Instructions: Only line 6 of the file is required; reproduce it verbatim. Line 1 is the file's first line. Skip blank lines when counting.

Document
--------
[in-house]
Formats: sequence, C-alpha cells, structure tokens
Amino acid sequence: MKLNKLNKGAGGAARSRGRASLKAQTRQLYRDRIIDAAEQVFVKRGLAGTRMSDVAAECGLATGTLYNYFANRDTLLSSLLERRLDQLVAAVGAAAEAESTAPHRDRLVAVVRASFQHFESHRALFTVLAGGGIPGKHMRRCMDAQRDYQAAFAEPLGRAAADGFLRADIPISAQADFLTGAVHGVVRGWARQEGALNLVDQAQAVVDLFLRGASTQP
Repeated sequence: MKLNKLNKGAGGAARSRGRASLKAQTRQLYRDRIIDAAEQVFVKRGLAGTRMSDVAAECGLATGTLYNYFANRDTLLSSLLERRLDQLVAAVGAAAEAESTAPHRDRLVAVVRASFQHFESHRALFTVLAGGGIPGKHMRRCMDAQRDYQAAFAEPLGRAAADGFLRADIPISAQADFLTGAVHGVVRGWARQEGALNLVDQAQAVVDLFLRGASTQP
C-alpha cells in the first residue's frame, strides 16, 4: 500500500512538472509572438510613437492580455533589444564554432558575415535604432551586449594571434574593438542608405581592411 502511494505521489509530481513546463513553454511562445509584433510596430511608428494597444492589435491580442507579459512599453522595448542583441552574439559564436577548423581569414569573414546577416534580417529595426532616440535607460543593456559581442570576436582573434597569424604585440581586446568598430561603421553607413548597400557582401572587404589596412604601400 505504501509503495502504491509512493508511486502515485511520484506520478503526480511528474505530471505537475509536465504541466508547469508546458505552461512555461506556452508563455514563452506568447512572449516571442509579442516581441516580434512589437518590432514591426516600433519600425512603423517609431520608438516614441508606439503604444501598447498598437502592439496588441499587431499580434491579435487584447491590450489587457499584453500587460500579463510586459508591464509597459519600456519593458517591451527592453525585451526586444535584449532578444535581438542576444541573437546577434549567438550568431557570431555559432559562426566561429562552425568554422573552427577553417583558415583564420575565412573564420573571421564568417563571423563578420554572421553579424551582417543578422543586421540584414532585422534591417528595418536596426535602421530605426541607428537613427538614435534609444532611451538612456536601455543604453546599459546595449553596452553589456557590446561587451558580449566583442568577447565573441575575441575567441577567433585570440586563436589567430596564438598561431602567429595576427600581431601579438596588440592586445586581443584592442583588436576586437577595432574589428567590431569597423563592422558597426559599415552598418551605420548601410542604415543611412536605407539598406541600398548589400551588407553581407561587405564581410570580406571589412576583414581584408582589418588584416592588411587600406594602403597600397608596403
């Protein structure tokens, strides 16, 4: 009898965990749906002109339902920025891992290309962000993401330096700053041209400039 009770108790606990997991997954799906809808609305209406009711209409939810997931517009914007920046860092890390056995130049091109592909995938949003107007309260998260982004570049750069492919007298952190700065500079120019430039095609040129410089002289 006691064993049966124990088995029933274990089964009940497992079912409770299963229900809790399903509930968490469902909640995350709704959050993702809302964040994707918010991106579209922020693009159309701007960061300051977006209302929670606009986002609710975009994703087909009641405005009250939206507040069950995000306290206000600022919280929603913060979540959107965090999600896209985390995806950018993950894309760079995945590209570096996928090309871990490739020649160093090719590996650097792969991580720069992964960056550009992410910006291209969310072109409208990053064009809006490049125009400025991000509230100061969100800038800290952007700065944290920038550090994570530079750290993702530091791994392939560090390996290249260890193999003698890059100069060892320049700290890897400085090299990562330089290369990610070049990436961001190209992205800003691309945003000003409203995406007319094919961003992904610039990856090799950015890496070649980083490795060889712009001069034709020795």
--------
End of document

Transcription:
């Protein structure tokens, strides 16, 4: 009898965990749906002109339902920025891992290309962000993401330096700053041209400039 009770108790606990997991997954799906809808609305209406009711209409939810997931517009914007920046860092890390056995130049091109592909995938949003107007309260998260982004570049750069492919007298952190700065500079120019430039095609040129410089002289 006691064993049966124990088995029933274990089964009940497992079912409770299963229900809790399903509930968490469902909640995350709704959050993702809302964040994707918010991106579209922020693009159309701007960061300051977006209302929670606009986002609710975009994703087909009641405005009250939206507040069950995000306290206000600022919280929603913060979540959107965090999600896209985390995806950018993950894309760079995945590209570096996928090309871990490739020649160093090719590996650097792969991580720069992964960056550009992410910006291209969310072109409208990053064009809006490049125009400025991000509230100061969100800038800290952007700065944290920038550090994570530079750290993702530091791994392939560090390996290249260890193999003698890059100069060892320049700290890897400085090299990562330089290369990610070049990436961001190209992205800003691309945003000003409203995406007319094919961003992904610039990856090799950015890496070649980083490795060889712009001069034709020795």